The problem with generic employer email addresses


IIs it advisable to respond to job offers from a company that does not have a business email address and website? BusinessWorld publishes many of these announcements which are too small to notice and read. What do you think? – Susie suspicious.

Several decades ago, dynamite was used to clear agricultural land for development. A salesman of explosives was known for his extreme attitude towards safety. As he had covered the same territory for 30 years, he knew most of his clients by first name.

One day he meets a new client, a man who has just bought a farm and needs explosives to level the field. The new customer asked if he could be charged for the explosives later. “Well,” the seller asked, “have you ever used dynamite? The new customer replied in the negative. “So I’m afraid I’ll have to ask for money in advance.” “

Even today, we must be extremely careful in our relationships, including employment opportunities. Better to be safe than sorry. Plus, you can’t argue with having a professional email address and website that tells you a lot about an employer’s brand.

Having a business email address costs around $ 3 per month in many cases. It should cost less if you have hundreds of employees working for your organization. An employer has to spend something to promote a business name and protect its reputation, including the people behind it.

Your response to such advertisements also depends on your personal situation. If you are unemployed and have no other option, you can respond to these announcements with a calculated sense of risk. Let me give you an example: Before the pandemic, my youngest son applied to work at a small loan company without a website. He sent his resume to a generic email address listed in the job posting.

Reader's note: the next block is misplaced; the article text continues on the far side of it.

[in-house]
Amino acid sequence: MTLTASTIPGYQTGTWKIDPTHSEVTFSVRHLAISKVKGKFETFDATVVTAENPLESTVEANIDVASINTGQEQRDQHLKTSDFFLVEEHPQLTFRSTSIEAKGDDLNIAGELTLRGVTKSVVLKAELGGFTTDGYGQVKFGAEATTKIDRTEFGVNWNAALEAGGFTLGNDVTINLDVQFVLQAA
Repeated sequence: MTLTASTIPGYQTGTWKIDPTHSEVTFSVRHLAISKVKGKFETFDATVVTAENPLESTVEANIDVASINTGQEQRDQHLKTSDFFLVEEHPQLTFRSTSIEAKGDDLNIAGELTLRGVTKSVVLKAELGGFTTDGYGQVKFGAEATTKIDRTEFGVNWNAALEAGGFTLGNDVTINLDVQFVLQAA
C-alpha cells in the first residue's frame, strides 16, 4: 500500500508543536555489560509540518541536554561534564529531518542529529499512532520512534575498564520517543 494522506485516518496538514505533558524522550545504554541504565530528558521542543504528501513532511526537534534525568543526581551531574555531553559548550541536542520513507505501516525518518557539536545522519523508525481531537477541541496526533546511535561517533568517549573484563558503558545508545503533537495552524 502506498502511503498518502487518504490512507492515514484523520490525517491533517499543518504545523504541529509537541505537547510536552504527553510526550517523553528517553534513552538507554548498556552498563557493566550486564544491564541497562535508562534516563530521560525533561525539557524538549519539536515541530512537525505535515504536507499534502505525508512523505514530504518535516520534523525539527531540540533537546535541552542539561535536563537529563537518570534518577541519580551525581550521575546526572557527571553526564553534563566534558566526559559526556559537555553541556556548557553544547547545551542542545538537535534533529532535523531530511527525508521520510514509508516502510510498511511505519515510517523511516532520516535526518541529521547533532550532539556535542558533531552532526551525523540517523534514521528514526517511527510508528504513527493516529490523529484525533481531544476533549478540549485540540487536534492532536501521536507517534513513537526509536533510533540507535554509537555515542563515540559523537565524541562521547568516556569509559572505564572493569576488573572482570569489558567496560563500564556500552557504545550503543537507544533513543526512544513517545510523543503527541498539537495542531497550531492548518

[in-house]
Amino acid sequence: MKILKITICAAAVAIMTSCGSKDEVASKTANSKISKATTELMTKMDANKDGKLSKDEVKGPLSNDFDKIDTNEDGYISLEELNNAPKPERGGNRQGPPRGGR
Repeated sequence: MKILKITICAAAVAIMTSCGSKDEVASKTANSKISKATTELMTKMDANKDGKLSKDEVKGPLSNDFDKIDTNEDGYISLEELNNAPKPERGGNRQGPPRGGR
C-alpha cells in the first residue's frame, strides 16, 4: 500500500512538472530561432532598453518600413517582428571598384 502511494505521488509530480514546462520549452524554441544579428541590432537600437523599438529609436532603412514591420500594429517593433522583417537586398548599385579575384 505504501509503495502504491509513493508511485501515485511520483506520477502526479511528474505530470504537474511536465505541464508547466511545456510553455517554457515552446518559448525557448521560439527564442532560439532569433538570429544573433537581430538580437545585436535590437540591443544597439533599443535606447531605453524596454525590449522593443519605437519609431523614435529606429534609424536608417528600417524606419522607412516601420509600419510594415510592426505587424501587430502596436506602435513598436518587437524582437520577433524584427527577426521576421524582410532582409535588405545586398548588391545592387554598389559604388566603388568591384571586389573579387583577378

He was accepted after only two interviews, which I found unusual.

The job offer was conditional on the presentation of basic pre-employment documents and payment of fees to cover his medical examination. It’s a red flag. He interviewed the human resources (HR) manager about the company and the people behind it. He then asked, “Sir, if you don’t mind, doesn’t your business have to have a license from the central bank?” “

The human resources manager gave an evasive answer. It’s another red flag. After several days, my son received a call saying the job offer was withdrawn and gave a vague explanation. The employer’s actions confirmed my suspicions that this was one of those fleeting businesses.

I’m not saying we should be suspicious of all employers with generic email addresses. Far from it. I myself use a generic email address as an alternative to my office email. You need to take extra steps to find out more about this business before it’s too late. On the other hand, organizations with expensive email addresses and fancy websites don’t necessarily tell us they’re legitimate and trustworthy.

But why waste time with organizations that don’t care about their reputation? Focus your attention on major employers. It can be difficult to be accepted by these companies, but the experience of going through their interview process can help you gain confidence when going through the same process with other employers.

It’s a good idea to know a potential employer, not only to be successful in the job interview, but to clarify the reasons for the vacancy and why the company is hiring from outside instead of promoting people from there. inside.

The more you are interested in the inner workings of a potential employer, the better you will understand if it corresponds to your professional aspirations. Preparing for an interview and a complicated employer story can be overwhelming. This is why it is essential for anyone to have a clear idea of ​​the way forward at the end of an interview process.

Your inquisitive mind could be a double-edged sword for a potential employer who might see you as the best fit for any organization that believes in an industrial democratic system. Or you could be seen as a harmful candidate who could tip the steering boat. Whatever you decide, it’s best to shake things up and know how the dice are going to roll for the sake of your future.

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